Broken social scene

Fear and trembling in Andrew Bujalski's Mutual Appreciation
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Brooklyn, like Oakland and the Mission District, has swelled in the last decade with postadolescents: beards and black hoodies wandering streets on the verge of gentrification. This intermediary space is the setting and premise for indie filmmaker Andrew Bujalski's latest, Mutual Appreciation. Bujalski first made a splash with Boston-based Funny Ha Ha (2002), an unassuming feature made in the tradition of talky indie forbearers John Cassavetes, Eric Rohmer, and Richard Linklater. Mutual Appreciation again collects a group of guarded postgraduates for its cast, but the film is no angsty trifle. Bujalski pulls off that impossible trick — always surprising no matter the influences — of affecting a naturalistic, improvisational flow while maintaining a clear authorial voice. It's a dynamic that picks up steam with each exquisitely staged scene, making Mutual Appreciation as absorbing as anything you're likely to see at the movies this year.
How then do we account for this guided freewheel? Cinematography is, as always, at least part of the answer. The grainy 16mm black-and-white film stock isn't mere affectation but rather a functional stylistic element, underscoring the drab reality of the movie's unsettled spaces: apartments with everything secondhand and mismatched, unmade beds on nicked hardwood floors, and rooms that are either too big (making one fret over the lack of proper furniture) or too small (making one crouch). Bujalski and cinematographer Matthias Grunsky court these challenging spaces, always coming up with a revealing composition that frames characters in depth — splayed against walls or hunched in makeshift chairs.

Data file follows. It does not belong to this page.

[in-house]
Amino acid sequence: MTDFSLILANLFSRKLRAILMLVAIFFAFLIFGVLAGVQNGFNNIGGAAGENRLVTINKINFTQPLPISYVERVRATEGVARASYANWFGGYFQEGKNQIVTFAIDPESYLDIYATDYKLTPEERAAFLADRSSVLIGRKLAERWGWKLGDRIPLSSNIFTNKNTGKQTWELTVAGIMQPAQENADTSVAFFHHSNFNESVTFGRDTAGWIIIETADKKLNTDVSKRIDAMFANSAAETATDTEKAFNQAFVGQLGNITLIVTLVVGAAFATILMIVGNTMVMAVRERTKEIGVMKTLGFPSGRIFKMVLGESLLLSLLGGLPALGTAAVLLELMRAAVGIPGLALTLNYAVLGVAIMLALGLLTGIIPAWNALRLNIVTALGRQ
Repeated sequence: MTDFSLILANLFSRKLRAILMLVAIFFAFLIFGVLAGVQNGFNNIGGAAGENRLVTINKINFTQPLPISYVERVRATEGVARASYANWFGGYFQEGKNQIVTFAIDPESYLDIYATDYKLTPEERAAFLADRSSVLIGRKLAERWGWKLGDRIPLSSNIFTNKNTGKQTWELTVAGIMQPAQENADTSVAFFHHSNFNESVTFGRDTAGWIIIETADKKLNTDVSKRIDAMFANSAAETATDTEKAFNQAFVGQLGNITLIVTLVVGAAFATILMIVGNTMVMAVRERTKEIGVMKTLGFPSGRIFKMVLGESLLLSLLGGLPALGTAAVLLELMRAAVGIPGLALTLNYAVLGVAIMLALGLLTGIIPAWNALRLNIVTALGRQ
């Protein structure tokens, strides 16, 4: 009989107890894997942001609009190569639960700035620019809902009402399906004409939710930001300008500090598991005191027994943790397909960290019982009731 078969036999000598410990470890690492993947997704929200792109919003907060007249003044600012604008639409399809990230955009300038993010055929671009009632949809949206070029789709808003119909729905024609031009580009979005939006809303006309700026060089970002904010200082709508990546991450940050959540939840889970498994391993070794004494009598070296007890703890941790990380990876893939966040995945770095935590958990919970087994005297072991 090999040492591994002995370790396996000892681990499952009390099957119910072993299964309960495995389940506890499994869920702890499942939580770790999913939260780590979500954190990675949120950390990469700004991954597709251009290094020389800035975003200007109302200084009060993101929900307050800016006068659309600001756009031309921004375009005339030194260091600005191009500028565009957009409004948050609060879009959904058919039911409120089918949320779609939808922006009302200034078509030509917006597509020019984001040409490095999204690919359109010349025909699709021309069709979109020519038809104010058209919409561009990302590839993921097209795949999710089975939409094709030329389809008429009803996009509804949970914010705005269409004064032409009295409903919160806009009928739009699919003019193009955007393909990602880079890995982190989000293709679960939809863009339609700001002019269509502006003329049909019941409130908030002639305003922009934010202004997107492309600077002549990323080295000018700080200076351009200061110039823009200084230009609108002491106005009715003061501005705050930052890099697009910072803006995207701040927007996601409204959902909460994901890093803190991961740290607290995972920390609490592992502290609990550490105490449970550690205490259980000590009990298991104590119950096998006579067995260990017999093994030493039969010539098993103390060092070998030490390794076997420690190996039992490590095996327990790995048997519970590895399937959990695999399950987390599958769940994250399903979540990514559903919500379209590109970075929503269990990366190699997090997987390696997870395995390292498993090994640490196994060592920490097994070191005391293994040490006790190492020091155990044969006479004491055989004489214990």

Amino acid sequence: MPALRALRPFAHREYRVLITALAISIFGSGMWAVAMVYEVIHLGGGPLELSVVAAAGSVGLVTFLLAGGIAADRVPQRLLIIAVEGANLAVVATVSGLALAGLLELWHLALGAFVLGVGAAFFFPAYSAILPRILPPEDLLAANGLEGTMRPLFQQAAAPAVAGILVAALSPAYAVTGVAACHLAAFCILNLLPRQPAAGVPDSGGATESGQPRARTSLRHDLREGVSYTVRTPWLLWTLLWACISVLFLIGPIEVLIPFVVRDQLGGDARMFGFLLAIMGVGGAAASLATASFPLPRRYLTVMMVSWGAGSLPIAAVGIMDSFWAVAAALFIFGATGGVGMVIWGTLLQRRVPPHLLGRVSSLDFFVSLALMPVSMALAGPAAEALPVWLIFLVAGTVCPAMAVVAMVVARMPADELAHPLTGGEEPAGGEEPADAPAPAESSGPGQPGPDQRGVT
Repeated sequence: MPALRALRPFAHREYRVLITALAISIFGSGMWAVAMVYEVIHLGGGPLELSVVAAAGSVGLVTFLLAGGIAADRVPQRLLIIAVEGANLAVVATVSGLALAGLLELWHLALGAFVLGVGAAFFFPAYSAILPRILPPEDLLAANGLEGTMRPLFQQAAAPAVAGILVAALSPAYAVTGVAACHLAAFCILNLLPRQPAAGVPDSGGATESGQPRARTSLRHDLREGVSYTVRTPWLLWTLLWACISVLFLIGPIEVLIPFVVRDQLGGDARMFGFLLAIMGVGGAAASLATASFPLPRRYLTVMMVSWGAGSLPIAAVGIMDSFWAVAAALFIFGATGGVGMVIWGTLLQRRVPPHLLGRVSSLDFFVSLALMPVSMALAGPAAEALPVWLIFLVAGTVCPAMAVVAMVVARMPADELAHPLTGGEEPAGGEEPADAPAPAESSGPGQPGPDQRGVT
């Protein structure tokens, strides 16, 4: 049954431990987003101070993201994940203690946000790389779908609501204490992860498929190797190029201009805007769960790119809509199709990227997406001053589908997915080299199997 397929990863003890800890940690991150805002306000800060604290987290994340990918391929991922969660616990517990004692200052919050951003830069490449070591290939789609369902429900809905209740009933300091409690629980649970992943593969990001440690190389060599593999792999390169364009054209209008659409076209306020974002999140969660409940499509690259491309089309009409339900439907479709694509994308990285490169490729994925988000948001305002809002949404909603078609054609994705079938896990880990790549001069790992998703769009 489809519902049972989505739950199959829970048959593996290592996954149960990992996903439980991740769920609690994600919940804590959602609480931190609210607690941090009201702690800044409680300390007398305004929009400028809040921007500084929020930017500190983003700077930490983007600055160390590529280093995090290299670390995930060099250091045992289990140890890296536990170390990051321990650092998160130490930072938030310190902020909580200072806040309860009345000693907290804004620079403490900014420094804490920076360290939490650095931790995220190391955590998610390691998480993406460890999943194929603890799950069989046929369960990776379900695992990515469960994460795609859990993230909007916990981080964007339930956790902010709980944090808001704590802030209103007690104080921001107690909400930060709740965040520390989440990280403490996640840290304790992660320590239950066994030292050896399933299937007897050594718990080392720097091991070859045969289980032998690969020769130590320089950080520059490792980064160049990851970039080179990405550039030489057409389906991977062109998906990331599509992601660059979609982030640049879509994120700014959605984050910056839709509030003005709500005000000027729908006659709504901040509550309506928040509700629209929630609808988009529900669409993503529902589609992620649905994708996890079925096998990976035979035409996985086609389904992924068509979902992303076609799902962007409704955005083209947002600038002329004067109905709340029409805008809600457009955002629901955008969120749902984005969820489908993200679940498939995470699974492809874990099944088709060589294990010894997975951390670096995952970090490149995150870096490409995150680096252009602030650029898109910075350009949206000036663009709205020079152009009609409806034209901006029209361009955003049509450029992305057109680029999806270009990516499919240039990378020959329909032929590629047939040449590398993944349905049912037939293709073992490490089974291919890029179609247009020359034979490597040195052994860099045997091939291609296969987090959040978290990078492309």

While Bujalski has clearly done his homework on no-budget cinematography, his narration style seems more instinctual and basic to the film's shape. Like exemplar François Truffaut's Jules and Jim, Mutual Appreciation pivots on a youthful, untested ménage à trois: boyfriend-girlfriend Lawrence (Bujalski) and Ellie (Rachel Clift) have lived in Brooklyn for some time, while Lawrence's old friend Alan (Justin Rice) is new in town, lost in an existential quandary over his life and music ("It's like pop"). Like so many of his progenitors, Bujalski has an innate sense for particular rhythms of talk. This isn't just a matter of dialogue ("If you kiss me now, my breath's going to be all beery and burrito-y") but also of editing — knowing, for example, how to exit a scene, convey a relationship with an unevenly paced phone conversation, and let the camera run on a given close-up to register a character's unguarded reactions.
More impressive is the way Bujalski subtly orchestrates little one-acts to achieve genuine drama. The principle instance of such narrative structuring is in the many scenes between Lawrence and Ellie, and Alan and Ellie, but none between the old friends in question (until the closing minutes anyhow). If Mutual Appreciation's narrative seems accidental, it's a testament to Bujalski's understated technique. There is certainly method here, from repetitions of dialogue ("That's flattering") and theme (gender confusion) to the patient unveiling of character, the apotheosis of which is a sequence of scenes tracing Alan from one Warholian party to another, no better for the omnipresent tallboys of beer.
What begins as nonchalant talk blooms into compelling drama by movie’s end. It seems no coincidence that one of Mutual Appreciation's three main characters is an indie rocker. Bujalski, after all, registers the fear and trembling that twentysomethings expect from music (middlebrow Indiewood being as unlikely to produce something relatable as the French "cinema of quality" from which the New Wave broke away). But Mutual Appreciation is more than an outlet; in its illuminating narration, many will see a mirror, an ode to these transitional places in which one blusters toward adulthood, talking all the way.

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